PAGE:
The Federal Trade Commission announced that it reached a settlement with multi-national chemical company BASF and the exclusive retailer of its Hepaxa product, resolving allegations that the companies falsely marketed the product as a clinically proven treatment for non-alcoholic fatty liver disease.  As part of the settlement, the companies agreed to pay more than $400,000, so that full refunds can be provided to all consumers who bought the product. 

The FTC alleged that BASF developed Hepaxa, which is an omega-3 fish oil supplement, for the North American market, to treat non-alcoholic fatty liver disease.  The disease is an excessive build-up of fat in the liver from causes other than alcohol use, such as obesity, diabetes, or high cholesterol.  The FTC also alleged that the company conducted human clinical testing of the product, but that a proper analysis of the testing did not demonstrate that the product was effective.  

Notwithstanding the results of the clinical study, the FTC alleged that BASF launched the product through its exclusive retailer, DIEM Labs, which was responsible for the marketing and sales of the product.  In addition, the FTC alleged that DIEM Labs was fully aware of the study results when working with DIEM to market and sell the product. 

The FTC charged that the companies falsely advertised the product as an effective treatment for non-alcoholic fatty liver disease, making claims such as, "CUT THE LIVER FAT . . . . Most pediatric NAFLD patients will experience benefits after six months of daily supplementation with Hepaxa PD" and "NEWS RELEASE . . . . BASF clinical trial reveals significant reduction in liver fat content in patients with non-alcoholic fatty liver disease." 

What happened here?  According to the FTC's allegations, when BASF's study didn't show that Hepaxa was effective, the companies conducted a "post hoc" analysis of the data of different subgroups of test subjects in an attempt to come up with a claim that they could make.  Ultimately, in order to make its advertising claims, the FTC charged that the company relied on a subgroup of only five users of the product.  The FTC alleged that, "Unplanned, post hoc subgroup analyses pose a high risk of generating spurious findings and need to be confirmed by further studies. Therefore, post hoc analyses yield results that are exploratory, at best."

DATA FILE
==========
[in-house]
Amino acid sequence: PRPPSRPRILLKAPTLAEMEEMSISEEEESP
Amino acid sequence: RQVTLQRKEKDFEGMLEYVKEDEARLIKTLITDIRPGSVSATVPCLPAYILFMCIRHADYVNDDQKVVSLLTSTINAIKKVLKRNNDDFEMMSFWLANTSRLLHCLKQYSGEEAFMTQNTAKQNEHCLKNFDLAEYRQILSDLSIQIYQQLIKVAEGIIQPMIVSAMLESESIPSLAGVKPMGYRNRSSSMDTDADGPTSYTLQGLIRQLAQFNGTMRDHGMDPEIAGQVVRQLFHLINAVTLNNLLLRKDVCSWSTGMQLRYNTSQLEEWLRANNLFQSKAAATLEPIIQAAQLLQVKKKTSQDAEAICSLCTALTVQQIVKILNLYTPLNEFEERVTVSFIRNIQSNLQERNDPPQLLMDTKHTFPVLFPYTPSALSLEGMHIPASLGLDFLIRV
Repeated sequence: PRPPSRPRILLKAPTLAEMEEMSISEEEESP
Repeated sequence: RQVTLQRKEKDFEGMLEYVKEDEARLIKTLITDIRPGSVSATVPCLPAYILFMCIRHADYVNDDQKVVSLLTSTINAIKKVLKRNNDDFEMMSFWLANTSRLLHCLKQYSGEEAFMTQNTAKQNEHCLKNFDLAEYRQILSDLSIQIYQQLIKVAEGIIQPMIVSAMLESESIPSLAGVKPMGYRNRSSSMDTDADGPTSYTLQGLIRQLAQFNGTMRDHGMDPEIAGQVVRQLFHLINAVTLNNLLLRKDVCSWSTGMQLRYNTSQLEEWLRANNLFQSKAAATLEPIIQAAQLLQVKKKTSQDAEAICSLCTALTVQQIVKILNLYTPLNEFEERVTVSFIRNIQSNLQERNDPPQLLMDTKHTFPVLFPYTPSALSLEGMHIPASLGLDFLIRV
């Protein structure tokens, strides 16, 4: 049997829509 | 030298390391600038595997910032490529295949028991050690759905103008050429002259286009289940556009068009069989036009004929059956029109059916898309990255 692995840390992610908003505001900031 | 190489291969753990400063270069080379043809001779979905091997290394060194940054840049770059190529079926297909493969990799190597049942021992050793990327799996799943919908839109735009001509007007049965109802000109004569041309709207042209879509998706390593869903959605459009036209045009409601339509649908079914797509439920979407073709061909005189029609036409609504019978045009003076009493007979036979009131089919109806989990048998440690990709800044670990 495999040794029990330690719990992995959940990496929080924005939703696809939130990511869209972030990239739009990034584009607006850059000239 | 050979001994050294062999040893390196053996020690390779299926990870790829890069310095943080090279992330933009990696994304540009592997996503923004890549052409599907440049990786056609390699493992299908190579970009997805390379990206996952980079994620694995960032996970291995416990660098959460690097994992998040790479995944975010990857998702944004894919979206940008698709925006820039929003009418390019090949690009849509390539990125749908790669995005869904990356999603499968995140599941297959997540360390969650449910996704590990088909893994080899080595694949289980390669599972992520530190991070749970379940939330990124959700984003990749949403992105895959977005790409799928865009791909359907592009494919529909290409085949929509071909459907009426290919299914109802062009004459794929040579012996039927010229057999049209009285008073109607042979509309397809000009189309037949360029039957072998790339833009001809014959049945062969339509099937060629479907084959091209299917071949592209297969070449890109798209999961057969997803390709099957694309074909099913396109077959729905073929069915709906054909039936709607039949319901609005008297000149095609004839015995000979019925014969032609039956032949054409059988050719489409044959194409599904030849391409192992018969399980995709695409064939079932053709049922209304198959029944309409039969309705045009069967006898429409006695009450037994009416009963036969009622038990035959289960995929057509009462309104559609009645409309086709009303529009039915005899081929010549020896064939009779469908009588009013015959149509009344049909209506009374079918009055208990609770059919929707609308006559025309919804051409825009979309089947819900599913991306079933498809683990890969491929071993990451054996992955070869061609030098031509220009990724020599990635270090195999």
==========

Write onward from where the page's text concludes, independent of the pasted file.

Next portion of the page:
The FTC's settlement with the companies prohibits them from making, among other things, false claims about the effectiveness of Hepaxa as well as misrepresenting the results of scientific tests and studies.  In announcing the settlement, Daniel Kaufman, the Acting Director of the FTC's Bureau of Consumer Protection, said, “BASF and DIEM couldn’t back up serious claims about how Hepaxa capsules would help adults and kids with liver disease.  Companies can’t cherry-pick data and need to be upfront about the science behind -- or not behind -- their products.”

What are some important take-aways from this enforcement action?   First, this case certainly highlights how important it is to have competent and reliable scientific evidence for the health claims that you make.  Particularly when making claims that impact consumers' health and safety, the FTC is going to hold advertisers -- even multi-national giants -- to a very high standard.  Second, this case is also a good reminder for retailers and advertising agencies that they can also be held responsible for false advertising claims that they make, particularly when they participate in the development of those claims or have knowledge that they are false.